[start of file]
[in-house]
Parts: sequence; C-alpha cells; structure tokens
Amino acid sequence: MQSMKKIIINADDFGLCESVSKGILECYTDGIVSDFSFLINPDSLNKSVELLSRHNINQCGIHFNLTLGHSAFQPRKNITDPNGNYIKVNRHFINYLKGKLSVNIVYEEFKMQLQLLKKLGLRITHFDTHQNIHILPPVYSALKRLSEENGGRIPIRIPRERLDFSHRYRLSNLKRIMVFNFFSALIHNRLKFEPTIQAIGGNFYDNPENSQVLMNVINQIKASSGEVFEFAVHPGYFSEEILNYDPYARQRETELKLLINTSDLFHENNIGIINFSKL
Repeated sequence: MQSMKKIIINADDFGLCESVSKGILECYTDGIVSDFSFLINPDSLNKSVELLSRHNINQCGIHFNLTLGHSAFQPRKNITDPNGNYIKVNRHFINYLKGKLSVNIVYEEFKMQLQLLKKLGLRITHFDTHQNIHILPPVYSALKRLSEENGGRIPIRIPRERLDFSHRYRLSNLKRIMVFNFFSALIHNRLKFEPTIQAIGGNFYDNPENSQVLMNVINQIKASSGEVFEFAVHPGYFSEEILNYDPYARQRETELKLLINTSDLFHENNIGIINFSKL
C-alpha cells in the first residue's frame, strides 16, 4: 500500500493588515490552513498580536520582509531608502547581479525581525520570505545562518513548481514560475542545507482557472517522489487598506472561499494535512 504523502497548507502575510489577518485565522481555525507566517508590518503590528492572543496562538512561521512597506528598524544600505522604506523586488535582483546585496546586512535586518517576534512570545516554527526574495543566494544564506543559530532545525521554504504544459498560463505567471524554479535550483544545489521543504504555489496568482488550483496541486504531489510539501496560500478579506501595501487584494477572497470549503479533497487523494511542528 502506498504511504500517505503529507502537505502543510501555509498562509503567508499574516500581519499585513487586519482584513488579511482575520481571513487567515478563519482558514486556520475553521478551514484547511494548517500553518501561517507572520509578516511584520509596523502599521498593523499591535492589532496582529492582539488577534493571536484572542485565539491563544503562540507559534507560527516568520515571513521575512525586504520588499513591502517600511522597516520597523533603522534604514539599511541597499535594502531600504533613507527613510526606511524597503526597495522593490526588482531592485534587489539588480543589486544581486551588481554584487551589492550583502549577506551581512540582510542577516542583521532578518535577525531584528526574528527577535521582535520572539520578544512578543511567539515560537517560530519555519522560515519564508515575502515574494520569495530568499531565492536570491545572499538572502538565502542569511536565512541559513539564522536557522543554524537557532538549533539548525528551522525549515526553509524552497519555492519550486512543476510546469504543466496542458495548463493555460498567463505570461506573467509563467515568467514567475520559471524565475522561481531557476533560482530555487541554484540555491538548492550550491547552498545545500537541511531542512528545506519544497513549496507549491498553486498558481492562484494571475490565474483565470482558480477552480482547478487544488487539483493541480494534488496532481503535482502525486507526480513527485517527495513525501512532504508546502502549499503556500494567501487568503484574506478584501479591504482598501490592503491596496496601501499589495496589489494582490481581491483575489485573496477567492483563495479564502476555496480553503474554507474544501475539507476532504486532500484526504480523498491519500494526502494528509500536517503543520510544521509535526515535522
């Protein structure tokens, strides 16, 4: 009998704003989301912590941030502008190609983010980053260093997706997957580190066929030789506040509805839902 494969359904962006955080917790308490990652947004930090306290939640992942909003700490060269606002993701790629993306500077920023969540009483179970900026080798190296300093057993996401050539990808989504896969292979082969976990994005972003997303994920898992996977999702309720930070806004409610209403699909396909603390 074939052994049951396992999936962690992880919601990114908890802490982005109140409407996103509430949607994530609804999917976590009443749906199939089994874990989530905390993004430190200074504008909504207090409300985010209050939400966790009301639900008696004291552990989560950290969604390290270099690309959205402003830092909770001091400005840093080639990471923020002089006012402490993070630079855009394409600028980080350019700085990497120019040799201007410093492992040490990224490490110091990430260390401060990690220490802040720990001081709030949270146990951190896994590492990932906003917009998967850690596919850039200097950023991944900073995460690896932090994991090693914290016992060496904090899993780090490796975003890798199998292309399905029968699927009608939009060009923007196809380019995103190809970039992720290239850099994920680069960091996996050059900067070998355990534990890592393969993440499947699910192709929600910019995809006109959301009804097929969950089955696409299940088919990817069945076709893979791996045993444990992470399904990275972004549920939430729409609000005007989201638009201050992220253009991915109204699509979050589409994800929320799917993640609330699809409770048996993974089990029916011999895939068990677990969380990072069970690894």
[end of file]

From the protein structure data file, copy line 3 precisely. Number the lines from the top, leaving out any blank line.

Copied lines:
Amino acid sequence: MQSMKKIIINADDFGLCESVSKGILECYTDGIVSDFSFLINPDSLNKSVELLSRHNINQCGIHFNLTLGHSAFQPRKNITDPNGNYIKVNRHFINYLKGKLSVNIVYEEFKMQLQLLKKLGLRITHFDTHQNIHILPPVYSALKRLSEENGGRIPIRIPRERLDFSHRYRLSNLKRIMVFNFFSALIHNRLKFEPTIQAIGGNFYDNPENSQVLMNVINQIKASSGEVFEFAVHPGYFSEEILNYDPYARQRETELKLLINTSDLFHENNIGIINFSKL